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Inventus Inventus is a spider designed to find subdomains of a specific domain by crawling it and any subdomains it discovers. It's a Scrapy spider, meaning it's easily modified and extendable to your needs. Demo https://asciinema.org/a/PGIeEpEwZTUdgxrolBpCjljHL# Requirements Linux -- I haven't tested this on Windows. Python 2.7 or Python 3.3+ Scrapy 1.4.0 or above. Installation Inventus requires Scrapy to be installed before it can be run. Firstly, clone the repo and enter it. $ git clone https://github.com/nmalcolm/Inventus $ cd Inventus Now install the required dependencies using pip. $ pip install -r requirements.txt Assuming the installation succeeded, Inventus should be ready to use. Usage The most basic usage of Inventus is as follows: $ cd Inventus $ scrapy crawl inventus -a domain=facebook.com This tells Scrapy which spider to use ("inventus" in this case), and passes the domain to the spider. Any subdomains found will be sent to STDOUT. The other custom parameter is subdomain_limit. This sets a max limit of subdomains to discover before quitting. The default value is 10000, but isn't a hard limit. $ scrapy crawl inventus -a domain=facebook.com -a subdomain_limit=100 Exporting Exporting data can be done in multiple ways. The easiest way is redirecting STDOUT to a file. $ scrapy crawl inventus -a domain=facebook.com > facebook.txt Scrapy has a built-in feature which allows you to export items into various formats, including CSV, JSON, and XML. Currently only subdomains will be exported, however this may change in the future. $ scrapy crawl inventus -a domain=facebook.com -t csv -o Facebook.csv Configuration Configurations can be made to how Inventus behaves. By default Inventus will ignore robots.txt, has a 30 second timeout, caches crawl data for 24 hours, has a crawl depth of 5, and uses Scrapy's AutoThrottle extension. These and more can all be changed by editing the inventus_spider/settings.py file. Scrapy's settings are well documented too. Bugs/Suggestions/Feedback Feel free to open a new issue for any of the above. Inventus was built in only a few hours and will likely contain bugs. You can also connect with me on Twitter. License Released under the MIT License. See LICENSE. Download: Inventus-master.zip or git clone https://github.com/nmalcolm/Inventus.git Source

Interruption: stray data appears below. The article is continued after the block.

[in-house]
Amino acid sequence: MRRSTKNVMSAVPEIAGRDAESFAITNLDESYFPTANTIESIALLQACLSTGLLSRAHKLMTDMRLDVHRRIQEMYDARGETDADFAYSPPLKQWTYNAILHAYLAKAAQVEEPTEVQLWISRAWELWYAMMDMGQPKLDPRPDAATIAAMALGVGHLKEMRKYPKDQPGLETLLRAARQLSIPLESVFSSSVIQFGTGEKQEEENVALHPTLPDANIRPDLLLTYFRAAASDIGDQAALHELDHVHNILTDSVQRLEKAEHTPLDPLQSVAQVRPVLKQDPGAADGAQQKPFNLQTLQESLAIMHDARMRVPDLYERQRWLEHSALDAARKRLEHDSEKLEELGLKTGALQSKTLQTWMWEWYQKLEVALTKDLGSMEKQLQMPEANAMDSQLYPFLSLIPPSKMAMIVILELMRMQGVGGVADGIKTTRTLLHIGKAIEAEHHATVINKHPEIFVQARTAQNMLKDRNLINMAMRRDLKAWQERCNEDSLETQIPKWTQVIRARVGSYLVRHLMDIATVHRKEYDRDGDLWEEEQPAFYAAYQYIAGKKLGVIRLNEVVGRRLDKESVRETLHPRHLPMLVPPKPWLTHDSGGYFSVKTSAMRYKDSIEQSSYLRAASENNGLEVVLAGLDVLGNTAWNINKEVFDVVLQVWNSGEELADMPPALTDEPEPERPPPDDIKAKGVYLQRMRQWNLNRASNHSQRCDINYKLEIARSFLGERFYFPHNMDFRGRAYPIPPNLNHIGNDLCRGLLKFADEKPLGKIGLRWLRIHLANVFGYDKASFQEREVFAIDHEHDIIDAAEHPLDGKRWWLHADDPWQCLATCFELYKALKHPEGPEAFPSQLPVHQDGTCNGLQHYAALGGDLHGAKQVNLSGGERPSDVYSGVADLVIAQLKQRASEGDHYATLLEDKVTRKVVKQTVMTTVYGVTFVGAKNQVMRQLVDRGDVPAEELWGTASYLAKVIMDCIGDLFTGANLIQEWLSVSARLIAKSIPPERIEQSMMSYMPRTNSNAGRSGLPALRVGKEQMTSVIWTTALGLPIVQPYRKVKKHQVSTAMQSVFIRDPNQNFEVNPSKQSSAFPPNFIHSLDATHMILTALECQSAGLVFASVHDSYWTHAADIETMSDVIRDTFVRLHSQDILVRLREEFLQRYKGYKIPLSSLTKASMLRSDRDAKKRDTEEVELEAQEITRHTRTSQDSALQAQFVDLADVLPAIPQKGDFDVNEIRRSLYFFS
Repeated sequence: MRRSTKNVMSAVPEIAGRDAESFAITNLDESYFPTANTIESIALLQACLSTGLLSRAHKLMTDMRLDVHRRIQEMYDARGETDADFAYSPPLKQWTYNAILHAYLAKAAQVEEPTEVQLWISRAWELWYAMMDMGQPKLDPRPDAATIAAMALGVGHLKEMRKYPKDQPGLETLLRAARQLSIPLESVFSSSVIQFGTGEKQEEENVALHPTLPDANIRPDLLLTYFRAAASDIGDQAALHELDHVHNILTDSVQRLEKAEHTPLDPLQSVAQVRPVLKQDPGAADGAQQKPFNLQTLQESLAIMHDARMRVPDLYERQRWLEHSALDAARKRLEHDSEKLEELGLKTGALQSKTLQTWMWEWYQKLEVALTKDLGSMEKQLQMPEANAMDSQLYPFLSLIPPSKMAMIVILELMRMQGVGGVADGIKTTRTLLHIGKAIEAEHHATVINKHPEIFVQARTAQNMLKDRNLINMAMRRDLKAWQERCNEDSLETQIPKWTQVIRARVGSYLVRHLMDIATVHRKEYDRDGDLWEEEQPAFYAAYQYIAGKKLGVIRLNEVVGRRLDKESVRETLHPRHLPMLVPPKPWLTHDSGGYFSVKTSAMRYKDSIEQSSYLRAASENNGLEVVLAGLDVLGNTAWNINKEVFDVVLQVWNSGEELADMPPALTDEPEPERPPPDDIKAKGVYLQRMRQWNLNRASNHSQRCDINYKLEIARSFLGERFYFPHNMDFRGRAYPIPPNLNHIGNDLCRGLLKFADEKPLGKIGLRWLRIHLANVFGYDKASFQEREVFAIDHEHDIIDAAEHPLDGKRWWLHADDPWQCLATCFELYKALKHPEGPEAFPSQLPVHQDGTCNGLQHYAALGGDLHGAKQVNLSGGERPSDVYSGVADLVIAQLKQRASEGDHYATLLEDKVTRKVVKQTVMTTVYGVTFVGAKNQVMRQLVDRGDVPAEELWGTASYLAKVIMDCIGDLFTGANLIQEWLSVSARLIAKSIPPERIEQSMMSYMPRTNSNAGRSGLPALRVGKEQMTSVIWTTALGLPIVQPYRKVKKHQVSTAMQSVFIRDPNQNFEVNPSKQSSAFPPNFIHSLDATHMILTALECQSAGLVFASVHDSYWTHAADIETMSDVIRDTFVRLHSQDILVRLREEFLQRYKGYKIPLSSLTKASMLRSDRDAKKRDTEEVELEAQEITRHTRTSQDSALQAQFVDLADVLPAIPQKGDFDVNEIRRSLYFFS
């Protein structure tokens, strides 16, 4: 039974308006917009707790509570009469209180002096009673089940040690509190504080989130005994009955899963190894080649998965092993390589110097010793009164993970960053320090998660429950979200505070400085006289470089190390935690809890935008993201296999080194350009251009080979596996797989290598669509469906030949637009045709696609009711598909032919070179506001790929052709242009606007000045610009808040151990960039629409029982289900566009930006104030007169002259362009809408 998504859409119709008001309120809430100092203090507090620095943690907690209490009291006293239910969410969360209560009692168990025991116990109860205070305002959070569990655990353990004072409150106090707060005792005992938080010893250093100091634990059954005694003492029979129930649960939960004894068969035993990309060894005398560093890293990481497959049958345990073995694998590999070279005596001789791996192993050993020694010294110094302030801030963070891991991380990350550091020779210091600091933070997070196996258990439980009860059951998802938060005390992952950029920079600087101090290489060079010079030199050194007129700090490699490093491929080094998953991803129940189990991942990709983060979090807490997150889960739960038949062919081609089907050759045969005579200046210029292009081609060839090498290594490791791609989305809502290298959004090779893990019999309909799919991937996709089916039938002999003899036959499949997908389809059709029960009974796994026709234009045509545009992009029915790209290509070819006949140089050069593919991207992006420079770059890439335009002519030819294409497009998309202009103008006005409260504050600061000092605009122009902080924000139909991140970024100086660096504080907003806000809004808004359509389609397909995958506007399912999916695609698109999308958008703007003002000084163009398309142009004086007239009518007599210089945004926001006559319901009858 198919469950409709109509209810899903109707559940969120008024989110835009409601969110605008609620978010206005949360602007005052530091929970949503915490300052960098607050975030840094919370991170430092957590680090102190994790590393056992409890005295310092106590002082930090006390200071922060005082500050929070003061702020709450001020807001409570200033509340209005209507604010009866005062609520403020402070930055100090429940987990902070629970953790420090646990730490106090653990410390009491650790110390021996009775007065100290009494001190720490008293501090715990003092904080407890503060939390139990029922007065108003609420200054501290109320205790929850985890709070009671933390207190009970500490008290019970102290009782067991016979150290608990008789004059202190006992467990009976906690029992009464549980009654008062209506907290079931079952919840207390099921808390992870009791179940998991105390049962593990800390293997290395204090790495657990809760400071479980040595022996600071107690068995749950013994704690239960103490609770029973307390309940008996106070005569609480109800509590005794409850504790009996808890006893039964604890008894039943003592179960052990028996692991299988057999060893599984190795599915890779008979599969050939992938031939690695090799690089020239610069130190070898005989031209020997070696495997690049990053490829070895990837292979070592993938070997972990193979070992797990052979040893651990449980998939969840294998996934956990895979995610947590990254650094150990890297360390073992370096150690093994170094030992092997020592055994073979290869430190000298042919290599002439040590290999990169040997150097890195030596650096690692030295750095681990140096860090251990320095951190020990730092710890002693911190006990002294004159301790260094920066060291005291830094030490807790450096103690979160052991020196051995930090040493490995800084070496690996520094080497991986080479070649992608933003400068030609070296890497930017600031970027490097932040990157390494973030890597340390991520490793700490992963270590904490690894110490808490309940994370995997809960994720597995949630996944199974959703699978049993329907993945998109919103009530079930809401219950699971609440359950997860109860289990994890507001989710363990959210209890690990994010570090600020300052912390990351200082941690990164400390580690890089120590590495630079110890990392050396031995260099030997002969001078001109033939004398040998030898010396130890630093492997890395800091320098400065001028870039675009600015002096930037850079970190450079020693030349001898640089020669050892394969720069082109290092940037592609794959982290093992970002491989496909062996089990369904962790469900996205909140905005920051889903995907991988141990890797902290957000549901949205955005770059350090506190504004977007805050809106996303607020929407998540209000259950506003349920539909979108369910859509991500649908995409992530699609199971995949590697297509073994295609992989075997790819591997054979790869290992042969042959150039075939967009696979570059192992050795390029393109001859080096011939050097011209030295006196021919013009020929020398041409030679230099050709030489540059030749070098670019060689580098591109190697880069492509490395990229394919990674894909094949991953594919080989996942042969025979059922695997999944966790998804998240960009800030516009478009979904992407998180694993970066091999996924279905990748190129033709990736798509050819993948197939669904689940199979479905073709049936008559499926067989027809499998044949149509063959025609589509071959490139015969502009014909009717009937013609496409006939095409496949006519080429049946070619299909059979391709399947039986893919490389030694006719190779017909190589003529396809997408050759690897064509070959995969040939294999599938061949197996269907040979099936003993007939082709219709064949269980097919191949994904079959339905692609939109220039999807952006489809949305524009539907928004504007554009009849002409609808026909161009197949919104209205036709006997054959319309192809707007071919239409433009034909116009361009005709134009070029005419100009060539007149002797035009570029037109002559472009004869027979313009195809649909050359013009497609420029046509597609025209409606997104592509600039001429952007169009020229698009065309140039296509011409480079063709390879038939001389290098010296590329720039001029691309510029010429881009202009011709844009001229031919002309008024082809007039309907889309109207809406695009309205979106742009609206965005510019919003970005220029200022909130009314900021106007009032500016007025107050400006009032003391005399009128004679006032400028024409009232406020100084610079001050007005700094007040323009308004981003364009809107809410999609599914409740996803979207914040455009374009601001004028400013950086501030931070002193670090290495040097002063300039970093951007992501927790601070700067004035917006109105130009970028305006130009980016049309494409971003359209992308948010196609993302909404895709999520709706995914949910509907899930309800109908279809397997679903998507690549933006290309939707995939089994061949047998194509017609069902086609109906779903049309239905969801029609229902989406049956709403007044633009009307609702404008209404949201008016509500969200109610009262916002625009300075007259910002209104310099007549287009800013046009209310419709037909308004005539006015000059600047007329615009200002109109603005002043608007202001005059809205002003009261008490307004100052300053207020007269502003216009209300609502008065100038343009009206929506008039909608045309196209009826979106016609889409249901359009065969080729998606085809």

The Angler Exploit Kit continues to evolve at an alarming rate, seamlessly adding not only zero-day exploits as they become available, but also a host of evasion techniques that have elevated it to the ranks of the more formidable hacker toolkits available. Researchers at Cisco’s Talos intelligence team today reported on a technique used in a recent Angler campaign in which attackers are using stolen domain registrant credentials to create massive lists of subdomains that are used in rapid-fire fashion to either redirect victims to attack sites, or serve as hosts for malicious payloads. The technique has been called domain shadowing, and it is considered the next evolution of fast flux; so far it has enabled attackers to have thousands of subdomains at their disposal. In this case, the attackers are taking advantage of the fact that domain owners rarely monitor their domain registration credentials, which are being stolen in phishing attacks.They’re then able to create a seemingly endless supply of subdomains to be used in additional compromises. “It’s one thing that people just don’t do,” said Craig Williams, security outreach manager for Cisco Talos. “No one logs back into their registrant account unless they are going to change something, or renew it.” Researchers Nick Biasani and Joel Esler wrote that Cisco has found hundreds of compromised accounts—most of them GoDaddy accounts—and control up to 10,000 unique domains. “This behavior has shown to be an effective way to avoid typical detection techniques like blacklisting of sites or IP addresses,” Biasini and Esler said. “Additionally, these subdomains are being rotated quickly minimizing the time the exploits are active, further hindering analysis. This is all done with the users already registered domains. No additional domain registration was found.” Cisco said the campaign began in earnest in December, though some early samples date back to September 2011; more than 75 percent of subdomain activity, however, has occurred since December. There are multiple tiers to the attack, with different subdomains being created for different stages. The attacks start with a malicious ad redirecting users to the first tier of subdomains which send the user to a page serving an Adobe Flash or Microsoft Silverlight exploit. The final page is rotated heavily and sometimes, those pages are live only for a few minutes, Cisco said. “The same IP is utilized across multiple subdomains for a single domain and multiple domains from a single domain account,” Biasini and Esler wrote. “There are also multiple accounts with subdomains pointed to the same IP. The addresses are being rotated periodically with new addresses being used regularly. Currently more than 75 unique IPs have been seen utilizing malicious subdomains.” Domain shadowing may soon supercede fast flux, a technique that allow hackers to stay one step ahead of detection and blocking technology. Unlike fast flux, which is the rapid rotation of a large list of IP addresses to which a single domain or DNS entry points, domain shadowing rotates in new subdomains and points those at a single domain or small group of IP addresses. “When you think about it, this is likely the next evolution of fast flux. It allows attackers an easy way to come up with domains they can use in a short amount of time and move on,” Williams said. “It doesn’t cost them anything and it’s tough to detect because it’s difficult to use blocklisting technology to defend against it. It’s not something we’ve observed before.” The attackers have zeroed in almost exclusively on GoDaddy accounts since the registrar is by far the biggest on the Internet; for now, that is the only commonality to the attacks carried out in this Angler campaign, Cisco said. “The accounts are largely random so there is no way to track which domains will be used next. Additionally, the subdomains are very high volume, short lived, and random, with no discernible patterns,” Biasini and Esler wrote. “This makes blocking increasingly difficult. Finally, it has also hindered research. It has become progressively more difficult to get active samples from an exploit kit landing page that is active for less than an hour. This helps increase the attack window for threat actors since researchers have to increase the level of effort to gather and analyze the samples.” Williams, meanwhile, warns that as security technologies catch up to domain shadowing, there is a risk that mitigations could impact legitimate traffic. “If the block list is made incorrectly, it could block both bad and legitimate traffic and harm an innocent victim,” Williams said. “If you know an attacker has credentials, you could make the case to block everything associated with a domain. That could also block the legitimate domain.” Source